Thursday, October 20, 2016

August Kingston, 10 Months Old


August is eating all the things (he's got three teeth now!), dragging all the things, pulling down all the things, and vocalizing about all the things he approves or disapproves of. In other words, he's really coming into his own. It's been fun -- and exhausting! -- to witness.

He recently went through a growth spurt so we've had to buy him all new clothes. That wasn't so fun for my bank account, but kids fashion is kinda my thing, so hey...




August likes:

  • Eating. Real food, not just that baby puree stuff anymore. And he yells when you don't give him the food on your plate. Or when you don't give it to him fast enough. 
  • Bouncing up and down while holding on to things. His crib railing, the edge of the sofa, my legs. 
  • Biting. (Let's just leave it at that.)
  • Standing, attempting to balance and take a step, before falling and crawling to get there faster. 
  • Clapping while giggling.
  • Attempting to taste people's feet. (Is that weird? Don't answer that!)
  • Taking pots, pans, and containers out of the kitchen cabinets.




August doesn't like:
  • Getting dressed. There's something about having to sit still for longer than five seconds that rubs this baby the wrong way.
  • When Aiden takes his soccer balls, footballs, and other toys away from August.
  • When he eats all the food and there's nothing left to feed him. (Brace yourself for tears and get ready to distract him with something fun!)



I can't believe we're so close to him being a one-year-old and that we'll be planning his first birthday celebration soon. Time truly flies when you're having fun!

Podcasting On Dating, Relationships, and Love


All this time, I thought I was only interested in writing... blogging... communicating online. So when I was invited to be interviewed on DRL Dating, Relationships, and Love with Tennesha Wood, I hesitated.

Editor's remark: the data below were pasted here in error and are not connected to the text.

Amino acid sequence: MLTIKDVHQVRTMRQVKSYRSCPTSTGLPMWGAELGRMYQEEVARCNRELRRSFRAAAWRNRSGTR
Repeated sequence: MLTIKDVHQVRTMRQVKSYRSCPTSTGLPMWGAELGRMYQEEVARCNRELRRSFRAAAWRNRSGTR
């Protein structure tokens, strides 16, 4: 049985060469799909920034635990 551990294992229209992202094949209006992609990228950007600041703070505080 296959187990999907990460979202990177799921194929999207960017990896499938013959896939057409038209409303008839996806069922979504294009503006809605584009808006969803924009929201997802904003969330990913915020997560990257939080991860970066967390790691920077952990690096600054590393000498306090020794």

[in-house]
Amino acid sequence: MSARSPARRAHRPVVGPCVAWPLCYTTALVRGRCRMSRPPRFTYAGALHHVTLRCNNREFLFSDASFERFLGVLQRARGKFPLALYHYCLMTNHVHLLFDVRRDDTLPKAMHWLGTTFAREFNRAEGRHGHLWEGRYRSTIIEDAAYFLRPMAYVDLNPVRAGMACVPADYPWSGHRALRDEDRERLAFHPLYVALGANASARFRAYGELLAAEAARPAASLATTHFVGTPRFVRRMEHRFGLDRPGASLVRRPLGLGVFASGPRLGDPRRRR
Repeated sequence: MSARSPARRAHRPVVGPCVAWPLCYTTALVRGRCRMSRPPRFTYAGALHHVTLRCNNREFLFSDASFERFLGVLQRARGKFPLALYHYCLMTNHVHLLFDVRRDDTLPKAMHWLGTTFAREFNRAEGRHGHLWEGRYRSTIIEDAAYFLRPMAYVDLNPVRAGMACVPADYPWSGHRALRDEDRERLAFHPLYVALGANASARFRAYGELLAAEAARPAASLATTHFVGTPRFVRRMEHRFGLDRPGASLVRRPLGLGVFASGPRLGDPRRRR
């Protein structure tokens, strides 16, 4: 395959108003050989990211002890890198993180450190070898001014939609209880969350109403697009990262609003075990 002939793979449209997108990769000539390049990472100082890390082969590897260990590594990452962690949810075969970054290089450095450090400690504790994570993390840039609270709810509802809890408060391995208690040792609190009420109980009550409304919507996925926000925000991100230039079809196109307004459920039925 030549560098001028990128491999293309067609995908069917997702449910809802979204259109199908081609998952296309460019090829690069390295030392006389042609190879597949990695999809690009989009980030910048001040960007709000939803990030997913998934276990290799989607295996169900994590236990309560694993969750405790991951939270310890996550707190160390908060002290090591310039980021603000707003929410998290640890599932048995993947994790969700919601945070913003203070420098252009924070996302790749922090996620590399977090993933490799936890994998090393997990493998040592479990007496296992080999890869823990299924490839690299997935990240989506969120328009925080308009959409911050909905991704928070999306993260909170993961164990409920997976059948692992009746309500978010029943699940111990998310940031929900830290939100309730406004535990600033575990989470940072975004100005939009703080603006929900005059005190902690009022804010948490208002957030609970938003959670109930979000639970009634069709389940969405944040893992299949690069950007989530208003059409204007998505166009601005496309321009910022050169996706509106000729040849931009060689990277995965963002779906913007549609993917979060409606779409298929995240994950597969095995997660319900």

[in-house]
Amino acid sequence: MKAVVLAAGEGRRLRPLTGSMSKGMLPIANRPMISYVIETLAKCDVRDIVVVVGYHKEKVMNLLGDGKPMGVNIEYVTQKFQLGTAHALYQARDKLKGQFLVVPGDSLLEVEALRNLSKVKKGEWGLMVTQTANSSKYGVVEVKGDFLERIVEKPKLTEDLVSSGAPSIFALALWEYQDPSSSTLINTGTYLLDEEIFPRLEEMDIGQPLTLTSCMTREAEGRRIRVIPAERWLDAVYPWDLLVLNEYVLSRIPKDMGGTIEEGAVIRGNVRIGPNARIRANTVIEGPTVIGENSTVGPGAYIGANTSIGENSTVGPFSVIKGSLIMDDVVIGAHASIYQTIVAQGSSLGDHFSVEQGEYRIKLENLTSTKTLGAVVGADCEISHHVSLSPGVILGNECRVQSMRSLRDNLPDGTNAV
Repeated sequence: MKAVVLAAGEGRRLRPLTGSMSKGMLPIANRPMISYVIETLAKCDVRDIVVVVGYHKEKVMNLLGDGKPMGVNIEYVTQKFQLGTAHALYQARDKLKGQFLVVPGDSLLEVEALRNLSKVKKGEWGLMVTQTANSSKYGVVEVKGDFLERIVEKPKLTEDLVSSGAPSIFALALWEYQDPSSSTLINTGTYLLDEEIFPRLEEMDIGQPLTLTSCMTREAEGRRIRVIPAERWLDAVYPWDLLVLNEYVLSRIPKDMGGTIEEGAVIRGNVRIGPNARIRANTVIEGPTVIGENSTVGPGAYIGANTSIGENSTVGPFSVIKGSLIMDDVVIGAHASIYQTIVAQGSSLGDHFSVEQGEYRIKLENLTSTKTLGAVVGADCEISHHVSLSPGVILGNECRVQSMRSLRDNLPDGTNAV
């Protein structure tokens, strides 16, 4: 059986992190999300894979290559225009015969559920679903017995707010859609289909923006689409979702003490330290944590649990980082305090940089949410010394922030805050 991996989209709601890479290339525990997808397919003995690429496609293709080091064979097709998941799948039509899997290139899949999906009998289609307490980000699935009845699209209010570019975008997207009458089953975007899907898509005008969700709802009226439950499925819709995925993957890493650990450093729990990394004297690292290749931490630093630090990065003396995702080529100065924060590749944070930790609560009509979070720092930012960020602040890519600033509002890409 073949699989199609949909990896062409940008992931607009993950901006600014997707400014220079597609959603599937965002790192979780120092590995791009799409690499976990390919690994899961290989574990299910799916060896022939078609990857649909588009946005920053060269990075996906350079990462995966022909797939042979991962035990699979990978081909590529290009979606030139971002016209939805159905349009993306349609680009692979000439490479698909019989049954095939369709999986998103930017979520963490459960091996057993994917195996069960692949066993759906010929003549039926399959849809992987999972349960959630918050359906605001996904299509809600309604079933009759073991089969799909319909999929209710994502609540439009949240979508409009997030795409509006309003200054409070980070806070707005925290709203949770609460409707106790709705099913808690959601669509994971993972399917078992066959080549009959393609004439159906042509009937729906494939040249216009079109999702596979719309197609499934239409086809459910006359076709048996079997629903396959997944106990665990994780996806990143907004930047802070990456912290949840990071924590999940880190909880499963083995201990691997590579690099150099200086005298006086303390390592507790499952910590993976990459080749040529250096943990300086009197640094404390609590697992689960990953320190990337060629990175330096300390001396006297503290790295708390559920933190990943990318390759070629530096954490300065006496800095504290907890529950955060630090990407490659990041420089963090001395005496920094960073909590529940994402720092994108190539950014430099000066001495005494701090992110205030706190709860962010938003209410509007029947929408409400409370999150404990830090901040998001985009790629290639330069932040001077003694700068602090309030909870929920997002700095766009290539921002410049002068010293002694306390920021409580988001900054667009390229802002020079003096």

Naturally.

I thought, What can I possibly say to a young, single mother that I didn't already write in a blog post?

And... What if I don't have anything to say? What if I suck at this whole 'talking-it-out' thing?

And when Tennesha told me that she doesn't provide guests with questions in advance, I was thisclose to canceling.

Word up!

But I stopped myself from sabotaging myself, I got out of my own way, I acknowledged my fears and insecurities... And I did it anyway.

And you know what?

It was so much fun!


Over amaretto sours, Tennesha and I chatted about so much! How I thought I was at the top of my game at 22 having graduated from Columbia, landed a job, and lived in a hip Brooklyn neighborhood. (Man... 22-year-olds think they know e'rything! I didn't know nothing!) How I got pregnant and hit rock bottom. But most importantly, how I picked up the pieces, started dating as a single mother, and became known as Mommy Delicious.

I also talked about a few things that I've never shared here before, like how I found out Aiden's other parent was cheating on me (hint: Myspace was involved) and I dropped a few gems as well about how to maintain your sanity and sense of self as a single momma tryna find her own way and raise healthy babies.